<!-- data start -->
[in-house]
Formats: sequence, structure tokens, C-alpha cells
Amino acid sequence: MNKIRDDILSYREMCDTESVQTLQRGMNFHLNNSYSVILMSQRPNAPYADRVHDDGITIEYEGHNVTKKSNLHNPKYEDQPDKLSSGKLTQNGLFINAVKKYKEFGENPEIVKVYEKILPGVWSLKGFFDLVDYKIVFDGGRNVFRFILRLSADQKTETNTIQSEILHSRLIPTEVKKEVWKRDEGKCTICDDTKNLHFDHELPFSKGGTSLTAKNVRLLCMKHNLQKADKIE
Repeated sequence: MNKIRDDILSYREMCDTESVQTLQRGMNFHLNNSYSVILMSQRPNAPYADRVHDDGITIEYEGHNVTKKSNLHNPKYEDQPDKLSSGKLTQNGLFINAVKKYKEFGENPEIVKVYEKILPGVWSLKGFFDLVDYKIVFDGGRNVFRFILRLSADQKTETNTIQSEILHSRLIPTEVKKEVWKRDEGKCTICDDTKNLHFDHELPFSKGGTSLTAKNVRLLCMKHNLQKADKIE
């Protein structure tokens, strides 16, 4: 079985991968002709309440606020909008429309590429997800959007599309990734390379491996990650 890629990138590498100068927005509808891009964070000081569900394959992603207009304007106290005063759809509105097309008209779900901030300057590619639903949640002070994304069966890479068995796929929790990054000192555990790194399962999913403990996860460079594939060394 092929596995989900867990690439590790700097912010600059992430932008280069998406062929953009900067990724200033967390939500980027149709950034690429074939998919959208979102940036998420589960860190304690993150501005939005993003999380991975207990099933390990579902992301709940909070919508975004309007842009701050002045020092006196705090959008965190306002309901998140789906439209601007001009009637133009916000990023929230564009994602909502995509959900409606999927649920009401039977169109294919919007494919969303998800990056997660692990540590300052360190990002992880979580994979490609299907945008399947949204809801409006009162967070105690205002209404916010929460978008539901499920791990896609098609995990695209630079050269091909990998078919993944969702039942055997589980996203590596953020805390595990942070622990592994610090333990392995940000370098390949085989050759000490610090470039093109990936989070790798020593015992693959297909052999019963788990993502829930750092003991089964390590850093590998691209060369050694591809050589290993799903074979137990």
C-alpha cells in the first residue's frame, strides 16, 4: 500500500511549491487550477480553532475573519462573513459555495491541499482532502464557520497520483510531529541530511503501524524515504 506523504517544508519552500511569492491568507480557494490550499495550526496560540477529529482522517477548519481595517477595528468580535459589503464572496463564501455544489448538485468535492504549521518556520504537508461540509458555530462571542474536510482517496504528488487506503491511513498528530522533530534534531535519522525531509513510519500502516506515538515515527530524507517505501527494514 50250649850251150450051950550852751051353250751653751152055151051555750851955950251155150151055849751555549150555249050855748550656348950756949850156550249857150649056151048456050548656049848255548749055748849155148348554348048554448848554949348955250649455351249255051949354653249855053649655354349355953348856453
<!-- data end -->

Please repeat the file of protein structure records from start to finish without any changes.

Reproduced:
[in-house]
Formats: sequence, structure tokens, C-alpha cells
Amino acid sequence: MNKIRDDILSYREMCDTESVQTLQRGMNFHLNNSYSVILMSQRPNAPYADRVHDDGITIEYEGHNVTKKSNLHNPKYEDQPDKLSSGKLTQNGLFINAVKKYKEFGENPEIVKVYEKILPGVWSLKGFFDLVDYKIVFDGGRNVFRFILRLSADQKTETNTIQSEILHSRLIPTEVKKEVWKRDEGKCTICDDTKNLHFDHELPFSKGGTSLTAKNVRLLCMKHNLQKADKIE
Repeated sequence: MNKIRDDILSYREMCDTESVQTLQRGMNFHLNNSYSVILMSQRPNAPYADRVHDDGITIEYEGHNVTKKSNLHNPKYEDQPDKLSSGKLTQNGLFINAVKKYKEFGENPEIVKVYEKILPGVWSLKGFFDLVDYKIVFDGGRNVFRFILRLSADQKTETNTIQSEILHSRLIPTEVKKEVWKRDEGKCTICDDTKNLHFDHELPFSKGGTSLTAKNVRLLCMKHNLQKADKIE
């Protein structure tokens, strides 16, 4: 079985991968002709309440606020909008429309590429997800959007599309990734390379491996990650 890629990138590498100068927005509808891009964070000081569900394959992603207009304007106290005063759809509105097309008209779900901030300057590619639903949640002070994304069966890479068995796929929790990054000192555990790194399962999913403990996860460079594939060394 092929596995989900867990690439590790700097912010600059992430932008280069998406062929953009900067990724200033967390939500980027149709950034690429074939998919959208979102940036998420589960860190304690993150501005939005993003999380991975207990099933390990579902992301709940909070919508975004309007842009701050002045020092006196705090959008965190306002309901998140789906439209601007001009009637133009916000990023929230564009994602909502995509959900409606999927649920009401039977169109294919919007494919969303998800990056997660692990540590300052360190990002992880979580994979490609299907945008399947949204809801409006009162967070105690205002209404916010929460978008539901499920791990896609098609995990695209630079050269091909990998078919993944969702039942055997589980996203590596953020805390595990942070622990592994610090333990392995940000370098390949085989050759000490610090470039093109990936989070790798020593015992693959297909052999019963788990993502829930750092003991089964390590850093590998691209060369050694591809050589290993799903074979137990």
C-alpha cells in the first residue's frame, strides 16, 4: 500500500511549491487550477480553532475573519462573513459555495491541499482532502464557520497520483510531529541530511503501524524515504 506523504517544508519552500511569492491568507480557494490550499495550526496560540477529529482522517477548519481595517477595528468580535459589503464572496463564501455544489448538485468535492504549521518556520504537508461540509458555530462571542474536510482517496504528488487506503491511513498528530522533530534534531535519522525531509513510519500502516506515538515515527530524507517505501527494514 50250649850251150450051950550852751051353250751653751152055151051555750851955950251155150151055849751555549150555249050855748550656348950756949850156550249857150649056151048456050548656049848255548749055748849155148348554348048554448848554949348955250649455351249255051949354653249855053649655354349355953348856453